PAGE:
Do you remember as a kid watching those clear elevators in fancy buildings moving up and down in their graceful dance as they deliver people to their requested floor? Elevators are a staple of modern life, often used in office buildings, schools, hospitals, and other public places. Depending on the age of a building, almost all multi-level buildings will have an elevator for those who may be unable to physically walk up the stairs. Because elevators are traveling between several different floors, they can not access phones in lobbies or other public spaces in the event of a mechanical or electrical failure within the elevator. As a result, the fire code has some specific requirements when it comes to maintaining communications in the event of an emergency.
Basic Elevator Phone Requirements
To start, an elevator phone will not look like your traditional desktop phone or even an old school home phone with a receiver and a wire attached to the wall and buttons to dial a number. Elevator phones are required to be accessible to users of all abilities, meaning it must be a simple touch to initiate communications. No corded phones and the phone must not require voice communications but also have a visual indicator to let the caller know the phone has connected to an attendant outside of the elevator. The phones must also be no more than 48” from the floor and cannot be programmed to simply dial 911. The elevator phone must have a dedicated 24-hour monitoring service, whether that be an onsite security office or offsite phone monitoring service.
Does an elevator need a dedicated phone line?
The answer is: it depends. There are many nuances within the fire code depending on your location and it is impossible to make a blanket statement about how the elevator phone connects to the appropriate party. In some instances, an elevator needs a dedicated phone line because it is technically considered an emergency form of communication that requires reliable access to emergency personnel. It wouldn’t do to have a multi-line phone line connected to the elevator, causing callers to hear that dreaded busy tone when their elevator is stuck between floors or someone is experiencing a medical emergency. In others, devices can be built into the line that gives the elevator call a priority over any other call that may currently be on that line. Either way, the phone line will operate as if it was a dedicated phone line always ensuring instant access to personnel who can help.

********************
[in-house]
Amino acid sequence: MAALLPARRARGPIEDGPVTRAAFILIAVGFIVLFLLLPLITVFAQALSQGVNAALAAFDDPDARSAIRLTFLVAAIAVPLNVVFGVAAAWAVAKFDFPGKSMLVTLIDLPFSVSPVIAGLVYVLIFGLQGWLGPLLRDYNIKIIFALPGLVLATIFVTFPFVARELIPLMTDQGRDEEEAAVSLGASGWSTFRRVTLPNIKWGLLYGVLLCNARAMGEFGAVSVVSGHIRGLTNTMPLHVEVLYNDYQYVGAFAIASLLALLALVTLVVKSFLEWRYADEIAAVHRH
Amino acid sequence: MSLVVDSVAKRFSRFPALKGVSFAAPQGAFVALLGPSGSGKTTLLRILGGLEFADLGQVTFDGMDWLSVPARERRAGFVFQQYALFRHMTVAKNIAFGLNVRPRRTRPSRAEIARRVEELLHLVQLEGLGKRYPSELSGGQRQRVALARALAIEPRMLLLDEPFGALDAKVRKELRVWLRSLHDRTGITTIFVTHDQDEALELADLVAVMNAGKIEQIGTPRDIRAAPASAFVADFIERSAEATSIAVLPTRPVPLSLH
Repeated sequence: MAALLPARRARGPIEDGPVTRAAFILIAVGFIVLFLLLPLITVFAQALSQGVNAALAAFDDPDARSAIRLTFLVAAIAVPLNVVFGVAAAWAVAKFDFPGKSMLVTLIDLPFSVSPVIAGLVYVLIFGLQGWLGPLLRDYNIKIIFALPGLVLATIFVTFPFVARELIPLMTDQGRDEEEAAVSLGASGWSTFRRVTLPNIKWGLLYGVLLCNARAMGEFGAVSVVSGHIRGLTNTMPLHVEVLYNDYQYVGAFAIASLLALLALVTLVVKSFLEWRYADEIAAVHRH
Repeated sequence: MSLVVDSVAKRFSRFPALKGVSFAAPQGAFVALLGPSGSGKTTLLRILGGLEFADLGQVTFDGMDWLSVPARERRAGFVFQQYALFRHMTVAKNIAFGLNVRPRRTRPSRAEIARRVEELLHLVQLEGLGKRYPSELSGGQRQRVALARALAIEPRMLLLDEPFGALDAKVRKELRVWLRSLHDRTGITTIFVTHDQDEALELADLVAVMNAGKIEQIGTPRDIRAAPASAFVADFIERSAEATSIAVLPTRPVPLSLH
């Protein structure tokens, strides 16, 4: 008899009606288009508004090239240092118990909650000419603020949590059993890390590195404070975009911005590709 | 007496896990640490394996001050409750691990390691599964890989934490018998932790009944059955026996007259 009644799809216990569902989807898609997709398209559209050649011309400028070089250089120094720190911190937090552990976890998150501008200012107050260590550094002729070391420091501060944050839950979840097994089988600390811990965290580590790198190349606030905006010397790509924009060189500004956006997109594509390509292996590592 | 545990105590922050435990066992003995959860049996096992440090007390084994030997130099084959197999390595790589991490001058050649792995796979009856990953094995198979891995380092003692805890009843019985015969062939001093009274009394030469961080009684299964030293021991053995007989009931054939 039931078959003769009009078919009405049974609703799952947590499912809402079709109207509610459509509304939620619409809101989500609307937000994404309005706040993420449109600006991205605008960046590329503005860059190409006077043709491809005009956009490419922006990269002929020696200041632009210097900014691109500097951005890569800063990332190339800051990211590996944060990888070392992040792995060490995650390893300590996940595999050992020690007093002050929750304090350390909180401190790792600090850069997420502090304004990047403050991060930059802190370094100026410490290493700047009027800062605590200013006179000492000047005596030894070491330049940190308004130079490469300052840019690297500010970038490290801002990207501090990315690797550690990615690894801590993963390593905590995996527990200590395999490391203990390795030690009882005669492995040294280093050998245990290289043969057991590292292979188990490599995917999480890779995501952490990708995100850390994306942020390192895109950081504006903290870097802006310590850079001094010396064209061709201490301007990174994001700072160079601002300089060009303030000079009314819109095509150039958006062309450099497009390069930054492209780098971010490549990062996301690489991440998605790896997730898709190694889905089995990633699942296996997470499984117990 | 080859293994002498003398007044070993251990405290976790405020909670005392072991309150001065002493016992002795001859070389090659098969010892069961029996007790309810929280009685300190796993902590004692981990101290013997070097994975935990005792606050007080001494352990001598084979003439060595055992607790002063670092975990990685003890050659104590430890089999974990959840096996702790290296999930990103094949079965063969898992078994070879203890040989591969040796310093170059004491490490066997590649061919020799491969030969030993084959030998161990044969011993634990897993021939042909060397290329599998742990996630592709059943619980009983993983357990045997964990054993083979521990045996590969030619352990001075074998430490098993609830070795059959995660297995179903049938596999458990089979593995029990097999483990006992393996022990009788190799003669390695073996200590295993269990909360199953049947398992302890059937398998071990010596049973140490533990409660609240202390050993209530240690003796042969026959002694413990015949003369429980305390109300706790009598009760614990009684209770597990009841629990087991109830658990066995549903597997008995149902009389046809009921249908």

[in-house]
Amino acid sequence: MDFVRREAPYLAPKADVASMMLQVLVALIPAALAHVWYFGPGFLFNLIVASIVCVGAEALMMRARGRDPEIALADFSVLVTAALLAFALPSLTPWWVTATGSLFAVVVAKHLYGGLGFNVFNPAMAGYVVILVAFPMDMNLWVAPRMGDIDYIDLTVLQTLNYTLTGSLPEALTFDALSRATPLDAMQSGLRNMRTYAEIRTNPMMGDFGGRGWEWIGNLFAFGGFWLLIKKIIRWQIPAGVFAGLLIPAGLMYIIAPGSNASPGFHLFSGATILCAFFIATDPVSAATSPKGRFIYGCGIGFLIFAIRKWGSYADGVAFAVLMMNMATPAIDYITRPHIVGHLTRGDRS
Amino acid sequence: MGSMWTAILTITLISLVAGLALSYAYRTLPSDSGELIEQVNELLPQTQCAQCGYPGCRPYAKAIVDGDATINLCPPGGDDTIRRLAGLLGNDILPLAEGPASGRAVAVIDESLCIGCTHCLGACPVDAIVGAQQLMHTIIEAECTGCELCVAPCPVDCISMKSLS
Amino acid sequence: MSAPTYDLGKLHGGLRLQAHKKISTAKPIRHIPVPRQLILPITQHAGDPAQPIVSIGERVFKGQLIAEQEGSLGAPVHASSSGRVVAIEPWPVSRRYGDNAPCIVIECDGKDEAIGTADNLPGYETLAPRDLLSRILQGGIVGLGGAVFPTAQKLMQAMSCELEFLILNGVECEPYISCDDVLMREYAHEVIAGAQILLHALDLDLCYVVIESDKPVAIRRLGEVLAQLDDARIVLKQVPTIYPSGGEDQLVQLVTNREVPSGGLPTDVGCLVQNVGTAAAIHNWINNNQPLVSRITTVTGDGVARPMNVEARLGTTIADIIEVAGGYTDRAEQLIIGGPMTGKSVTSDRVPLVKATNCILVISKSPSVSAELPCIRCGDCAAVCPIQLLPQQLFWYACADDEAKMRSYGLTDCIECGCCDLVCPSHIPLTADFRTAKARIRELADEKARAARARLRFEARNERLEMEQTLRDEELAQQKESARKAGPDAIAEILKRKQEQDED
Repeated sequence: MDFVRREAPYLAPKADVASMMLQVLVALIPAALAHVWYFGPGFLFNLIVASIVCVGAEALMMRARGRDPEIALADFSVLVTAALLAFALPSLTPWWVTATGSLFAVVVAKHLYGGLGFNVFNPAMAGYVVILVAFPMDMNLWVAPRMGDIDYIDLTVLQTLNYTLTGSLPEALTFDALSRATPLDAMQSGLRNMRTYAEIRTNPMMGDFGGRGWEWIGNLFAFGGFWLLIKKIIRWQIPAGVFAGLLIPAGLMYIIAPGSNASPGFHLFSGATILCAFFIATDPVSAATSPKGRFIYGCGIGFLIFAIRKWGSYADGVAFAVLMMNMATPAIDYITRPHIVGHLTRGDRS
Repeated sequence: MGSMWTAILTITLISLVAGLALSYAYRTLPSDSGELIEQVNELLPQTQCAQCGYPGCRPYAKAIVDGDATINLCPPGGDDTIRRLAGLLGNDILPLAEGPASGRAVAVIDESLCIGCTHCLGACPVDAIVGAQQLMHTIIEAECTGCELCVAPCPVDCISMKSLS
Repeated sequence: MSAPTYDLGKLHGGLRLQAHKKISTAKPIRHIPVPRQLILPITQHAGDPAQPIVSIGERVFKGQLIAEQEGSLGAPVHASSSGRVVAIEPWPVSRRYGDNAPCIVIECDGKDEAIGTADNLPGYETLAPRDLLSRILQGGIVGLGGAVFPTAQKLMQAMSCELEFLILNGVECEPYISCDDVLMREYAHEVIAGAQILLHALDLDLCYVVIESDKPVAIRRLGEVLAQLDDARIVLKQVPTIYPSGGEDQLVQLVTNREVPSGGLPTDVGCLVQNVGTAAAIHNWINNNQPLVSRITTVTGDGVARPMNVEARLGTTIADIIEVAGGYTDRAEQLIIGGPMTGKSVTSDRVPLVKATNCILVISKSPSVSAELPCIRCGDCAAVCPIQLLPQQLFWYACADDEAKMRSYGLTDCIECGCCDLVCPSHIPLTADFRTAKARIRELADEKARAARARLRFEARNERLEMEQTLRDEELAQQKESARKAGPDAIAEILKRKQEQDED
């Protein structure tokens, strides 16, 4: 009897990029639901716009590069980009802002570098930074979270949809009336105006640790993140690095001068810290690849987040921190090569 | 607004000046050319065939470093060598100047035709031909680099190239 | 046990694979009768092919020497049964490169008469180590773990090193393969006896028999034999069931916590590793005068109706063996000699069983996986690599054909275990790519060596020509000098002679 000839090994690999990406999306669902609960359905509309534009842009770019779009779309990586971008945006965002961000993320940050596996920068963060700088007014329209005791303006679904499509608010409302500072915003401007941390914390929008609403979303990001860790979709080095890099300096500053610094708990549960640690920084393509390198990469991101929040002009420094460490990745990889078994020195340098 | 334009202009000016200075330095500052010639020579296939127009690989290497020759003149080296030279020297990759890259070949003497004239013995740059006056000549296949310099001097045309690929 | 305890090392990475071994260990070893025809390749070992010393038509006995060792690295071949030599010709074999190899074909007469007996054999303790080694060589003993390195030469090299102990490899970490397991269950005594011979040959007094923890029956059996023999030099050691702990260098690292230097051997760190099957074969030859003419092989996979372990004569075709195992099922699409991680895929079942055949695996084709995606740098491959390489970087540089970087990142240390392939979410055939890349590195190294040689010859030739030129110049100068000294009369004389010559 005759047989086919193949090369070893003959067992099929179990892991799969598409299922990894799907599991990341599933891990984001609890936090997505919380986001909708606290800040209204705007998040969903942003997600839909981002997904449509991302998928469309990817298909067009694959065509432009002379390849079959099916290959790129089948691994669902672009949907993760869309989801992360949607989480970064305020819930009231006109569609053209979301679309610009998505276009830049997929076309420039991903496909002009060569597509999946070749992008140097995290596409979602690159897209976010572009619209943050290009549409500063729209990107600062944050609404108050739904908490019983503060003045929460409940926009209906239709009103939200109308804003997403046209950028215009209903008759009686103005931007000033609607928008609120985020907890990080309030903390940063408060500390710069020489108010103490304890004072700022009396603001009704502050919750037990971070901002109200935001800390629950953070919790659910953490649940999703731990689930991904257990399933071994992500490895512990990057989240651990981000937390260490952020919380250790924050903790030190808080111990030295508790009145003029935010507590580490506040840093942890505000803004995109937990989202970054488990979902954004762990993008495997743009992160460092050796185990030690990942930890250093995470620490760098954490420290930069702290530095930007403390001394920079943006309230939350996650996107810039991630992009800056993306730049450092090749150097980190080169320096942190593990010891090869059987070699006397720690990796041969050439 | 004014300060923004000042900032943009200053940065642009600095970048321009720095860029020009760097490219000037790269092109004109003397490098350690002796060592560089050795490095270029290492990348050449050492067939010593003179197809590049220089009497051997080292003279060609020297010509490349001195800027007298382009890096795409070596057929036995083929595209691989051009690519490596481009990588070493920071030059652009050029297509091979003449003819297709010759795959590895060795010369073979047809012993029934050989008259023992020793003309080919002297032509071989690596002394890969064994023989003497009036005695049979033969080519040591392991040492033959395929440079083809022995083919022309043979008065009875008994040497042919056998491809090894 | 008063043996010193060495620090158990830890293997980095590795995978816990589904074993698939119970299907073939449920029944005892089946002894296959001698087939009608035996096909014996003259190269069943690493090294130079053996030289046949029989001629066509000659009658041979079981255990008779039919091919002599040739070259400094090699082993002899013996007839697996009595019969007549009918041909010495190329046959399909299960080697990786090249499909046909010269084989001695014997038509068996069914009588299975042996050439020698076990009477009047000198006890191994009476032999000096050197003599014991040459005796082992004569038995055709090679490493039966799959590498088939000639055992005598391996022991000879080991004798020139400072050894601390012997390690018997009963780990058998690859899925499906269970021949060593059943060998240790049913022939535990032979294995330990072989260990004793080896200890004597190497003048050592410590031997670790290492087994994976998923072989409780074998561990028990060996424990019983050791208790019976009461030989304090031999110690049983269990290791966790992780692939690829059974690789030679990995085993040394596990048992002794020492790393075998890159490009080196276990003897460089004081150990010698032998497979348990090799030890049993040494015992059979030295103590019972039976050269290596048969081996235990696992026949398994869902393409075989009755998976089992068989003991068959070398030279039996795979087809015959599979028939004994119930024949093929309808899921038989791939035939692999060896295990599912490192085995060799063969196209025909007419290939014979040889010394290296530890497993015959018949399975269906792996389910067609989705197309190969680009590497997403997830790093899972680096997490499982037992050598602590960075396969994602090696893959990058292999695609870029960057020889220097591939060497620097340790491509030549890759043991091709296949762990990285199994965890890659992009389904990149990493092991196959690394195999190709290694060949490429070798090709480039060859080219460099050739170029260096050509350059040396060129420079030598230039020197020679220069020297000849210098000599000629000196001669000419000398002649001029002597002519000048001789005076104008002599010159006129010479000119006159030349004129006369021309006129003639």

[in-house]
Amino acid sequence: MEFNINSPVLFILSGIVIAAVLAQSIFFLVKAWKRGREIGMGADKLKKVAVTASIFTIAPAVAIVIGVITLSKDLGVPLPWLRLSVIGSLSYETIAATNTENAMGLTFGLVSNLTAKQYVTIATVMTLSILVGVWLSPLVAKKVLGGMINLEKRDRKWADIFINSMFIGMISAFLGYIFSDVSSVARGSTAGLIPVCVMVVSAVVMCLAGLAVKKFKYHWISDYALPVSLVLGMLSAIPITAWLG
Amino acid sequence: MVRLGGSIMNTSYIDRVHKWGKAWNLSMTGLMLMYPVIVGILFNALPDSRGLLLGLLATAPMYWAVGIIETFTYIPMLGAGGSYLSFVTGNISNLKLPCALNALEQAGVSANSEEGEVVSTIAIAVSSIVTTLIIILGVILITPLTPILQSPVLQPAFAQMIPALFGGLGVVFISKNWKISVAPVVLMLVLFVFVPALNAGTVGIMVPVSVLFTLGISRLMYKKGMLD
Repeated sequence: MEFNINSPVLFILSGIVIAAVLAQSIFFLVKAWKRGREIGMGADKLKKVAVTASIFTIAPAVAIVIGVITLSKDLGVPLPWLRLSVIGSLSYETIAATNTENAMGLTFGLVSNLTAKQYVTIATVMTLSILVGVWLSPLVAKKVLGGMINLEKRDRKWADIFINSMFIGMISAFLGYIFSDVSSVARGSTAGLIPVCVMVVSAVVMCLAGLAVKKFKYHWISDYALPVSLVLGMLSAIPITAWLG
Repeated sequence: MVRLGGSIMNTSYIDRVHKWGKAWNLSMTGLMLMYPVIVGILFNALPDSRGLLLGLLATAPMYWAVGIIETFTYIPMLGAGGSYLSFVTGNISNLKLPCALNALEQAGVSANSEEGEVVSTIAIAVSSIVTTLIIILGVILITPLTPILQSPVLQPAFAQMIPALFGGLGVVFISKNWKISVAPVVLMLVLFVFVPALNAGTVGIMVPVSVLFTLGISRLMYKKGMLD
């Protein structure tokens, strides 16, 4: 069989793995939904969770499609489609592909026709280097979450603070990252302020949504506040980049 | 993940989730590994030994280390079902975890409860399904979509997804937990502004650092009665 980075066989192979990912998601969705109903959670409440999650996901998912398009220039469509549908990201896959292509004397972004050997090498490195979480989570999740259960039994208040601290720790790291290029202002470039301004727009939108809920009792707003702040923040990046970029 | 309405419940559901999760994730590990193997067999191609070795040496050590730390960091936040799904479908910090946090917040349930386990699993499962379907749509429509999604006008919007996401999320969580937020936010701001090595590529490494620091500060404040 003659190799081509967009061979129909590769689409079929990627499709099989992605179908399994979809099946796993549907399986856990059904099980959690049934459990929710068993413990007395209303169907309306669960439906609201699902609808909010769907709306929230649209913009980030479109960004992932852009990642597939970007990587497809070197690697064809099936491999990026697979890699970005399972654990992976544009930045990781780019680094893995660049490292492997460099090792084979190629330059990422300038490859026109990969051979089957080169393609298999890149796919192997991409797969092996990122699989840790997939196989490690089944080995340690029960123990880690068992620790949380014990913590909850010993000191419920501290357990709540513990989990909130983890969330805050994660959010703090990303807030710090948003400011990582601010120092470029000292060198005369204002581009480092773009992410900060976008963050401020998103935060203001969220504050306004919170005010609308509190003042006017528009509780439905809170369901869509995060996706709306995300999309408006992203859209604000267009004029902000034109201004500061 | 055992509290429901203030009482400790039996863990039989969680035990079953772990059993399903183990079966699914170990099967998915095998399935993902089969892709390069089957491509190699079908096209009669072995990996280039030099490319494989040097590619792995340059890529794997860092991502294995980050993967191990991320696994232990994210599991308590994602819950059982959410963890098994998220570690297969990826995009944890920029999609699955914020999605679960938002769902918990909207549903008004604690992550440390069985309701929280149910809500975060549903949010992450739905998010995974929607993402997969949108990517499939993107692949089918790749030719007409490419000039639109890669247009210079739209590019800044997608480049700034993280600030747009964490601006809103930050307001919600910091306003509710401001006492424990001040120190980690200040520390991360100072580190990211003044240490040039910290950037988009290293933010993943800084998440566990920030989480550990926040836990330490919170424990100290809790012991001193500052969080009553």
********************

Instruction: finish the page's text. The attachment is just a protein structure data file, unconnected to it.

Does the Dedicated Phone Line Need to be a POTS Line?
This question has become particularly relevant as carriers begin the transition away from the copper wires (POTS lines) of the PSTN and to the newer, digital technologies and fiber connections. A long-held belief is that POTS lines will always be more reliable than a digital solution that is prone to disruptions from power outages and other issues that have frequently brought digital connections down. While that may have been true at the advent of VoIP, there have been huge strides made with the technology and in many instances, VoIP and digital or cellular lines are just as, or more reliable than copper POTS technology. How is that? The copper POTS networks, in some cases, are as old as 150 years and many lines have disintegrated due to lack of maintenance. Verizon has gone so far as to refuse to rebuild the copper lines after Hurricane Sandy and instead transfer all traffic to digital connections. Previous fire codes did require that the line be a traditional POTS line, but as digital technologies have grown, the code has been amended in many places to allow VoIP or cellular connections as long as they meet certain criteria. So no, the dedicated phone line does not ALWAYS need to be a POTS Line. It all depends on your local fire code.
What if my Elevator Only Utilizes POTS Lines?
This is a good question. Many elevators still in use were built when POTS technology was the only way to connect the emergency communications of the elevator to the monitoring location. This wiring is buried deep within the frame of the elevator and is no easy task to replace with digital VoIP solutions. With carriers in the beginning stages of retiring POTS lines, this will eventually no longer be a question of when…but how you update to digital. Do you pull out the entire elevator and buy a new one capable of communicating digitally? This can be cringe-worthy for many as you recall the expense of installing the elevator car in the first place and if the car itself works perfectly…with this one exception, forking over the cost to replace the entire car is…difficult to justify.
The other question is, “Do you attempt to update the current car and rip and replace all POTS lines?” While this may be a better option than completely replacing the car as in the previous example, it won’t be easy or cost-effective. The car could be down for days for maintenance as all the wires are replaced with VoIP connections and if it is the only elevator in the building…well…you get the picture.
A third option is an ePOTS device that connects the copper wires of your current elevator car to the digital VoIP lines of the new network. Devices such as POTS IN A BOX© that directly connect your analog elevator to your digital network resolve many of the challenges that come with updating your elevator to meet new requirements as we move into the next generation of communication technology.
You can learn more about POTS IN A BOX© and how it can help you simplify the process of updating all components of your network to digital, from police and fire alarms to fax, to SCADA by filling in the form below or continue reading from the following pages: